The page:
> how do you find them.  ORCA will sort of do it but not without serious
> hunting  and moving around blindly (bad pun)

Take that up with Google/YouTube. Don't jump down EmbedPlus' throat over
issues they have no control over. Focus your frustration at the right
party, don't b-slap the first person who comes along. Especially when they
come, open-handed, seeking advice and guidance. That's just plain wrong.


> 
> probably misread the blurb but that was the hope.
> 
> and "conventional browser" could best be defined as "the one I'm using"

In your world, yes. In Tay's world, new to the accessibility space, it
meant a mainstream GIU browser, and anyone reading this on this list, who
has been here for more than a month, knows that already. Don't play naive.
It was a teachable moment totally over-run by snark and anger. And I am
laying *that* at yours and Karen's feet.


> 
> true story "I was in Central America and in the capital city of one of
the
> country's, I visited the local Independent living center, the only one
in
> the entire country I think.  sitting in the office was a single Apple
> II and a dial up modem with acustic coupler...!"
> 
> the frustration with the web they expressed was palpable, one of the
> leaders left the room they were so frustrated,   the phone lines were
> so bad that my laptop wouldn't even hold a connection.

The world is cruel and imperfect. Central America is not the same as
downtown Manhattan, Los Angeles or Silicon Valley - we get it. What does
crappy Central American phone lines have to do with this discussion?

How does any of that relate to the fact that a new developer, who has a
tool that he thinks might be of benefit to some people with disabilities,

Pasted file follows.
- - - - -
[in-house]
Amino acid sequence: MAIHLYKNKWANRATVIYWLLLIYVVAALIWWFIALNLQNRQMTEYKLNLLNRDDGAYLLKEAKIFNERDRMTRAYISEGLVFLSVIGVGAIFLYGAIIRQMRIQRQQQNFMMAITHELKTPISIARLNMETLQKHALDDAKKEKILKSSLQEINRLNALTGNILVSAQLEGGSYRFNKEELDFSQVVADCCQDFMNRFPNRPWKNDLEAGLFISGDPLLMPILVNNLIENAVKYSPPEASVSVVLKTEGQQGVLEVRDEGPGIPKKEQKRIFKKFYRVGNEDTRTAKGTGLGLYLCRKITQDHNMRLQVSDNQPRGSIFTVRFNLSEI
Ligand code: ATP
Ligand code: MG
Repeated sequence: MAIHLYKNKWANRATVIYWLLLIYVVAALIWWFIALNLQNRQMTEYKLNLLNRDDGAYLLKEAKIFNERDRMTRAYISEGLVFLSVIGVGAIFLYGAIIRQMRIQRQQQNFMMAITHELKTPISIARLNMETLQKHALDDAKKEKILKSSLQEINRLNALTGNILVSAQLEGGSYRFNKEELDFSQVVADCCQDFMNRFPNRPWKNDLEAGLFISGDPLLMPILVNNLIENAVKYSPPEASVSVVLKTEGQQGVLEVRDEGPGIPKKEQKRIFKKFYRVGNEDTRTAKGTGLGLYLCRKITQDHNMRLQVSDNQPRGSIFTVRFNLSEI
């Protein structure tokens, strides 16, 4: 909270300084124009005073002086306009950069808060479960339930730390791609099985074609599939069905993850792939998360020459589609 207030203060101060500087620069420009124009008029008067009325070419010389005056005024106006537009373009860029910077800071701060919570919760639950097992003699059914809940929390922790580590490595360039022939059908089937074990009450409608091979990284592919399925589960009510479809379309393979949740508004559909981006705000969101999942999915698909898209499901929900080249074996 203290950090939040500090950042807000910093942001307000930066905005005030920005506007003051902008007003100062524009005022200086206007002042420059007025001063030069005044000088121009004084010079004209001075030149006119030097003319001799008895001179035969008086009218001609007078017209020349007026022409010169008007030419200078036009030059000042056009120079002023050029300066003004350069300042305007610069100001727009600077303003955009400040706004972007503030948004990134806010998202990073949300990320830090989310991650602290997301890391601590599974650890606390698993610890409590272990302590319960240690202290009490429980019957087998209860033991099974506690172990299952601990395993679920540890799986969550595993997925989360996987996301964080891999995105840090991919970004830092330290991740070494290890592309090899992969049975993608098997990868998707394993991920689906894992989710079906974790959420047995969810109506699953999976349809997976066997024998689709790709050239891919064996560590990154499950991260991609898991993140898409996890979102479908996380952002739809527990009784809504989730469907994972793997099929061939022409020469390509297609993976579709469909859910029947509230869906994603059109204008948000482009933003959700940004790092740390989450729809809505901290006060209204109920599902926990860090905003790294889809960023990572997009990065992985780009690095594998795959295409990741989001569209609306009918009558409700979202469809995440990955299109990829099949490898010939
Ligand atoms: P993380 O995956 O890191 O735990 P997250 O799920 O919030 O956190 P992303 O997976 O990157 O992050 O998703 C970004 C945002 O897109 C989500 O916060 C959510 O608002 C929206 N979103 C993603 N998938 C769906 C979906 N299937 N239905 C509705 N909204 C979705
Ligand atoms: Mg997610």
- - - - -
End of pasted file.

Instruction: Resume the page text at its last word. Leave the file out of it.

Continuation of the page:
is so poorly treated on this list that I am truly and personally
embarrassed? 

What could have been a fantastic opportunity to welcome one more person
into the fold, to teach, to guide and to maybe, just maybe, make
improvements for some (not all) users on the web today, was totally
squandered trying to score a political point so far removed from that
developer's perspective as to totally disenfranchise and discourage that
developer from further participation. I truly hope that is not the case,
but again, if I were Tay and this was my first exposure to "accessibility"
on the web, I would be turning and running so fast it would set speed
records.


> 
> this is the problem that we are often ignoring....

That is a completely different problem Bob. 

EmbedPlus has a tool that might be useful for *some* disabled users to
better access YouTube videos. They might have dyslexia, they may be
cognitively challenged, perhaps they have mobility issues. They might not
be blind, they might not use a screen reader, they might not be a FSF
supporter - perhaps they were given their Mac or PC by family, friends or
church group.  

They are netizens as well however, and likely they use one of the GUI
based browsers in favor today. Instead of helping Tay/EmbedPlus understand
what they should and could be doing so *those* netizens can better take
advantage of and interact with the web, you make the blind kid in
Nicaragua the poster child of everything that is wrong on the web today,
and in the process chase off a potential ally to our cause. Bravo to you. 


> 
> I will not forget their faces and the desire to connect. and for many
> of them lynx is the advanced browser.

Stats Please. Saying so doesn't make it so, back that up with 3rd party
proof. 

And even if it were true, there are statistically and numerically more
disabled users out there that are using a GUI browser who would still